News Column

Moody's assigns (P)A3 to Sharjah's sovereign Sukuk

September 1, 2014



Moody's Investors Service, has assigned a provisional rating of (P)A3 to the proposed US dollar Trust Certificates to be issued by Sharjah Sukuk Limited, a special purpose vehicle established in the Cayman Islands by the Government of Sharjah. The payment obligations associated with these certificates are direct obligations of the Government of Sharjah.

"The Government of Sharjah's debut Sukuk offering reflects the growing interest in Islamic finance as a source of sovereign funding," commented Khalid Howladar, Global Head of Islamic Finance at Moody's Investors Service. "

"Moody's A3 government bond rating and stable outlook on Sharjah is primarily supported by the emirate's very strong fiscal and government debt position, which benefits from the emirate's membership in the United Arab Emirates" notes Steffen Dyck, lead sovereign analyst for Sharjah.

The (P)A3 rating assigned to the Trust Certificates is at the same level as the long-term local-currency and foreign-currency issuer ratings of the Government of Sharjah, as the Sukuk certificate holders will (i) effectively be exposed to Sharjah's senior credit risk; (ii) not be exposed to the risk of performance of the Portfolio Assets relating to the Certificates; (iii) will not have any preferential claim or recourse over the Trust Assets, or rights to cause any sale or disposition of the Trust Assets except as expressly provided under the Transaction Documents; and (iv) only have rights against the Government of Sharjah, ranking pari passu with other senior unsecured obligations as provided in the Transaction Documents.

Moody's also notes that its Sukuk rating does not express an opinion on the structure's compliance with Shari'ah law.

Moody's says that the credit strength of the emirate is primarily supported by its very strong fiscal and government debt position. Aided by a competitive manufacturing sector, Sharjah's credit strength is also supported by the relatively higher degree of economic diversification -- compared to the rest of the United Arab Emirates (UAE, Aa2 stable) and countries in the Gulf Cooperation Council (GCC). Moody's also notes the benefits conferred by Sharjah's membership in the UAE federation.  However, given the small size of the emirate's economy and its economic linkages with the rest of the UAE, Sharjah is exposed to macroeconomic volatility. Institutional weaknesses are also manifested in a low degree of transparency from a statistical system that has limited coverage of economic data.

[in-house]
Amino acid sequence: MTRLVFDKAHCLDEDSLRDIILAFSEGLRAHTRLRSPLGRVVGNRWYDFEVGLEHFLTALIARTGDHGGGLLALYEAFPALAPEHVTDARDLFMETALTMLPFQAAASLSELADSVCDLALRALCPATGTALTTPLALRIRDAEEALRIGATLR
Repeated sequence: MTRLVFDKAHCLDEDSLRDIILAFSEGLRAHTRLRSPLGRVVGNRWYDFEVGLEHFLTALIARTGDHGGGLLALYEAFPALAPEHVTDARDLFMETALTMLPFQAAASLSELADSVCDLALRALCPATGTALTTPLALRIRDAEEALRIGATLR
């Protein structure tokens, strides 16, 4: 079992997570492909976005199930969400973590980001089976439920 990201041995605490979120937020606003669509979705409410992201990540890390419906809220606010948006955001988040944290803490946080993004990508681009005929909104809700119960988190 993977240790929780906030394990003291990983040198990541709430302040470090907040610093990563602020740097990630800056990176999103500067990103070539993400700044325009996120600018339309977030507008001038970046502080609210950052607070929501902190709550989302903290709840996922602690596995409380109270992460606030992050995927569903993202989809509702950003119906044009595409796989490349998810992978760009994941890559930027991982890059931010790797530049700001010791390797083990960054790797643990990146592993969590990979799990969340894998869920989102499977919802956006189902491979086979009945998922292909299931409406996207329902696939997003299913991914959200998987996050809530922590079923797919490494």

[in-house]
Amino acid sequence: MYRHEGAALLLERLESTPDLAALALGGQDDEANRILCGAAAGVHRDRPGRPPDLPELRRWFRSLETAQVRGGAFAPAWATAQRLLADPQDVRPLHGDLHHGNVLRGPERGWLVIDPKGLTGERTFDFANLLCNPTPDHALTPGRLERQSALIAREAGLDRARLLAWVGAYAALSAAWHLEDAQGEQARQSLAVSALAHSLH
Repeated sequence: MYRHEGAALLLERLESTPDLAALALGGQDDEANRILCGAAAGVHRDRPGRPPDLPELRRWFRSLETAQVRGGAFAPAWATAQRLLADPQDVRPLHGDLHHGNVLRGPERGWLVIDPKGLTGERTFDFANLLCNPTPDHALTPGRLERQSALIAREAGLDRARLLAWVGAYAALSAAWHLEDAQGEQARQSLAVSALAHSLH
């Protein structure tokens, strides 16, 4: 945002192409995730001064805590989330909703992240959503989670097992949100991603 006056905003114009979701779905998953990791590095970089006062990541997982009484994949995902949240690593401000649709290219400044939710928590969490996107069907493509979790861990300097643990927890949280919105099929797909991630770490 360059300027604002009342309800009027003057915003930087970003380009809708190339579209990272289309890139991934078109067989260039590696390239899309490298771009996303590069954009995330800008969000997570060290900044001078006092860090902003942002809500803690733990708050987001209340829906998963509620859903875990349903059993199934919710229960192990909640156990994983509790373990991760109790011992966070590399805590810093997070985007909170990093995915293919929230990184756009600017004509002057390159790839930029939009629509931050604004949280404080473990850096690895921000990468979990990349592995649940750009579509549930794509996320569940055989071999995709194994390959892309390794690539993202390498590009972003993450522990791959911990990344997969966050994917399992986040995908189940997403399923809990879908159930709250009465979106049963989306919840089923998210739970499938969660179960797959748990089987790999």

Moody's observes that Sharjah's government debt is low but rising. The rating agency also notes that the emirate's debt repayment ability is constrained by a narrow revenue base, characterized by the absence of value-added tax, sales or income taxes. Government revenues rely on receipts from the oil and gas sector, customs duties, and proceeds from land sales, but with only limited hydrocarbon reserves and projected declines in oil production.

Furthermore, Moody's notes the risk that the Sharjah government's balance sheet could be negatively affected by (1) any widening of fiscal deficits which lead to an unsustainable government debt build-up; and (2) a material deterioration in the financials of Sharjah's government-related issuers.

In Moody's view, Sharjah's government finances benefit significantly from the emirate's membership in the federation of the UAE, because the federal Ministry of Finance funds a large portion of public services for UAE nationals directly from its own budget, including defence and a basic level of education and healthcare; this spending is then supplemented by the Sharjah government. In particular, Moody's notes further credit-positive prospects relating to the successful completion of the government's current Public Finance Modernization Programme -- including deficit reduction and stabilisation of the government debt ratio.


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Source: CPI Financial


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